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A new book from a former Channel 6 news director examines the Station nightclub fire

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Happy Friday and welcome to Rhode Map, your daily guide to everything happening in the Ocean State. I’m Dan McGowan and I say Kristen Welker was the clear winner of last night’s debate. Follow me on Twitter @DanMcGowan or send tips to

ICYMI: Rhode Island was up to 29,594 confirmed coronavirus cases on Thursday, after adding 398 new cases. The most recent overall daily test-positive rate was 2.7 percent, and the first-time positive rate was 11.2 percent. The state announced four more deaths, bringing the total to 1,173. There were 140 people in the hospital.


It has been nearly 18 years since the Station nightclub fire that left 100 people dead, and it feels like there isn’t a single Rhode Islander who wasn’t affected by the tragedy.

A new book coming out next week by former Channel 6 news director Scott James revisits the fire and includes interviews with some who have never before talked publicly about the incident. We talked to him about the book, “Trial by Fire” (which you can pre-order here).

Q: There are a lot of Rhode Islanders who think every facet of this story has already been covered 10 times over. What’s something new that readers will learn?

James: Several people with key information about the disaster have been silent since the fire, and they’ve come forward to share their versions of events. Because there were no trials, criminal or civil, the government’s version of events was never vetted or challenged in court. That left unanswered questions. It turns out there are counter arguments and other evidence. Now people can consider those.


The book also gives the tragedy new understanding because it’s told in a way that’s better able to grasp it. “Trial by Fire” follows a handful of people whose lives were irrevocably changed by that awful night, from before, during, and after the tragedy. And with access to scientific research, once-secret grand jury testimony, and other facts that surfaced later, the story emerges in a way it could not when the media covered an overwhelming frenzy of information at the time.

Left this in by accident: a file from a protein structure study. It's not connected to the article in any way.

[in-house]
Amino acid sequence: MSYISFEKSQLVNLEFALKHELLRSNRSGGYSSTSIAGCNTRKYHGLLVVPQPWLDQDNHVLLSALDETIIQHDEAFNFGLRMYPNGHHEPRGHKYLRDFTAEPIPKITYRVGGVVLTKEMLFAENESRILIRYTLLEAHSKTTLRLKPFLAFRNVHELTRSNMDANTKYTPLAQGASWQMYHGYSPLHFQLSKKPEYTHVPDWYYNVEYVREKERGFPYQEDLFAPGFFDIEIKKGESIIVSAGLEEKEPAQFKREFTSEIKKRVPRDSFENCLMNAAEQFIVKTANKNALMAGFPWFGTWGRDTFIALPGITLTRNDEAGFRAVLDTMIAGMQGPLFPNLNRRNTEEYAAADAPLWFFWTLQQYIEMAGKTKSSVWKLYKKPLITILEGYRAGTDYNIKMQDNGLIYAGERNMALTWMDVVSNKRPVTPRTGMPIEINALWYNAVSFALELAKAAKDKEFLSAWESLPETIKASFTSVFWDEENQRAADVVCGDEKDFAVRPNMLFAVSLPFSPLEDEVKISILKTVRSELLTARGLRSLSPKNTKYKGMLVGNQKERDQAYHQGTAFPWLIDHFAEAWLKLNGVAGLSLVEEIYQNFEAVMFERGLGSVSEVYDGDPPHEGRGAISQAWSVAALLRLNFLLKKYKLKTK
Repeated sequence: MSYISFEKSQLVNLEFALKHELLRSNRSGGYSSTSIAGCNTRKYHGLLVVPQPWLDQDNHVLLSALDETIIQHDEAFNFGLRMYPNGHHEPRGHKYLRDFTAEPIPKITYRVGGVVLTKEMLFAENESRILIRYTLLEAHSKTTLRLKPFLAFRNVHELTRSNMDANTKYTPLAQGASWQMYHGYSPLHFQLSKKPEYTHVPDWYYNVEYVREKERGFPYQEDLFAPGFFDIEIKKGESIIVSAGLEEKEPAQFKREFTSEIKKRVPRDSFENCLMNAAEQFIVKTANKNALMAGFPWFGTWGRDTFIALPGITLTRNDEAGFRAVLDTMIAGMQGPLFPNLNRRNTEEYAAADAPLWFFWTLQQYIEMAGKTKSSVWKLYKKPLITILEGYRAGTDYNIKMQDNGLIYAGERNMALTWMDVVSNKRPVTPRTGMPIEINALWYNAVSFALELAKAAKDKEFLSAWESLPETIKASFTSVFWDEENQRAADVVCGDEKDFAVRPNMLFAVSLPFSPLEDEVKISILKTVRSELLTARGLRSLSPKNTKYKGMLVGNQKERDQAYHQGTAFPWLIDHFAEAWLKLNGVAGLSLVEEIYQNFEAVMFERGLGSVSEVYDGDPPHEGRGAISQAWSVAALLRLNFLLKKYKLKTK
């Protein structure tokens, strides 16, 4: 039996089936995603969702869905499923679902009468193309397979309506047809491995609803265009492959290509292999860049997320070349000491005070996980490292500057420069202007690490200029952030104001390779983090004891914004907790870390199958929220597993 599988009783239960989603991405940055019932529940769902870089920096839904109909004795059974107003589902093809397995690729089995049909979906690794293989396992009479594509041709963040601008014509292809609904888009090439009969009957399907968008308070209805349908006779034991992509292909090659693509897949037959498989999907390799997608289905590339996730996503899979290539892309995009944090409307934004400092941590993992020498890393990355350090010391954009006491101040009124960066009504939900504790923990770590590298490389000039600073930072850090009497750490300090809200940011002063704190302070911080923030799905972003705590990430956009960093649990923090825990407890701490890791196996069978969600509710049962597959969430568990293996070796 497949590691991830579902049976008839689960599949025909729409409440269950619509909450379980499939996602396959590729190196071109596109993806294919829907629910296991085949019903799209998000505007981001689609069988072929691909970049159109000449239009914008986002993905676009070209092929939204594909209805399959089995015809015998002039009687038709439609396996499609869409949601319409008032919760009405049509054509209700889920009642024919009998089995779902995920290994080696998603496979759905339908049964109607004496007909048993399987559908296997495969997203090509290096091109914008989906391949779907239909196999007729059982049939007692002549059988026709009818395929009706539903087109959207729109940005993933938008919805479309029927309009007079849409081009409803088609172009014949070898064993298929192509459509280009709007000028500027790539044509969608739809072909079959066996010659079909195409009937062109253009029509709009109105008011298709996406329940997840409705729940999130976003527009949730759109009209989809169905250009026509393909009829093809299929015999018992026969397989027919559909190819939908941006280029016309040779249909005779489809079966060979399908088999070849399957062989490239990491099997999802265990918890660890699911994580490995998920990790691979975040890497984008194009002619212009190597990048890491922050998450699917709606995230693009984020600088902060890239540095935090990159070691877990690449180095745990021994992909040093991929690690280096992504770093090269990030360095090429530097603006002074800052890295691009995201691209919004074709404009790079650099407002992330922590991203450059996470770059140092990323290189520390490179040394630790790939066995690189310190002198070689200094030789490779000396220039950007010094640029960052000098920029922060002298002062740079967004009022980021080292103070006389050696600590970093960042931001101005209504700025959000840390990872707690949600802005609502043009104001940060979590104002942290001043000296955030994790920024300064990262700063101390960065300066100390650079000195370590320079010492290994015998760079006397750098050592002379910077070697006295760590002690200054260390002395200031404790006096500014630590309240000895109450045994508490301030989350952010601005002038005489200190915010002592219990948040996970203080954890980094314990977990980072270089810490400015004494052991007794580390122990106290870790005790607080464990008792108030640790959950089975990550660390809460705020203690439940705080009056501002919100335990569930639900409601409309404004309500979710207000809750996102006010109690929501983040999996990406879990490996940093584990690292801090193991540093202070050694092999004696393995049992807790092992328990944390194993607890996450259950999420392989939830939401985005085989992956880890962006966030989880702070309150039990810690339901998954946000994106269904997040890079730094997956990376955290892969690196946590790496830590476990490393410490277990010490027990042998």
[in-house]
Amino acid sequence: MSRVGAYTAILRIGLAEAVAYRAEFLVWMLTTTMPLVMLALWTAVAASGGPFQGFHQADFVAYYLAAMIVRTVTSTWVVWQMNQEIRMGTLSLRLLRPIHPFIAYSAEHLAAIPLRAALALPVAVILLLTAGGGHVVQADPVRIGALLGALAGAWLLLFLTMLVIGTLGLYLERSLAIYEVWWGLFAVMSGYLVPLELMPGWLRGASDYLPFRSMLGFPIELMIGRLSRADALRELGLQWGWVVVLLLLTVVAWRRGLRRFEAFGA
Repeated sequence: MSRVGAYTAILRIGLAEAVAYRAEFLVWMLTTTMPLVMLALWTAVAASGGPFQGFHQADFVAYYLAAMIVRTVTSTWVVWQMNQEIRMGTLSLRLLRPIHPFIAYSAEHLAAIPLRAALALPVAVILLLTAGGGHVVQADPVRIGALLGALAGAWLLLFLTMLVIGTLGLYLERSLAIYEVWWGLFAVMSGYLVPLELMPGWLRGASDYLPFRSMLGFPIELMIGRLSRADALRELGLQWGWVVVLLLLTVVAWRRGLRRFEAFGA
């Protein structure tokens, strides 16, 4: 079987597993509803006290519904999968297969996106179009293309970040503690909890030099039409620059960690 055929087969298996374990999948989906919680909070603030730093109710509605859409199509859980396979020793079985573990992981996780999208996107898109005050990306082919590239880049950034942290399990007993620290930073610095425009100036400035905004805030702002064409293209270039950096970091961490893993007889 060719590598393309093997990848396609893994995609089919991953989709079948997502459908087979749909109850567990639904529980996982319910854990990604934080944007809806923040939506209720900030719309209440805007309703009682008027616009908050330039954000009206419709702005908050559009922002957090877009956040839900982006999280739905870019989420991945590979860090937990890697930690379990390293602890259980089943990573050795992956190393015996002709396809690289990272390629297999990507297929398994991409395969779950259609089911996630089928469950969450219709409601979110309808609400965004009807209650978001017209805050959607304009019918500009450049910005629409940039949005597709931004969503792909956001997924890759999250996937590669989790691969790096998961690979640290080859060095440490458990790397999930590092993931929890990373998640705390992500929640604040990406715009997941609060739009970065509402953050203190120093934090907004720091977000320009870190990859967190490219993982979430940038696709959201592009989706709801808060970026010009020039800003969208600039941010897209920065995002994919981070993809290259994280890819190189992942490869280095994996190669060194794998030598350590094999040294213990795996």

Q: Was there anything you thought was true at the beginning of this project that turned out to be false or completely different?

James: There were so many conspiracy theories about the fire, and some even made their way into the news media at the time and were presented as facts that upset the public and were not true. Investigating these red herrings took a considerable amount of time.

Q: You write in the afterword that there will be people who don’t like how Jeffrey and Michael Derderian are portrayed in your book. They haven’t been publicly interviewed before. Do you feel like you were more sympathetic to them than others have been?

James: Many people feel they’ve never been told the whole story, but they also bitterly reject the idea of hearing from the “villains” of this tragedy. The book includes the first interviews with the nightclub’s owners, the Derderian brothers, and Barry Warner, who was connected to the sale of deadly foam placed in the club.


Brian Butler, a TV news photographer who was vilified for capturing the fire on tape from the inside, also spoke for the first time. And there’s an interview with TV anchor Matt Lauer – perhaps his first on-the-record interview after his “Today Show” scandal. Lauer has an unexpected appearance in the fire’s aftermath.

I knew that including these controversial voices could lead to accusations that they’ve been given a platform to rehabilitate their images. But basic journalism requires including all sides. The Derderians were central figures in the tragedy, so they are central to the book and depicted as human beings, the same as the other major subjects.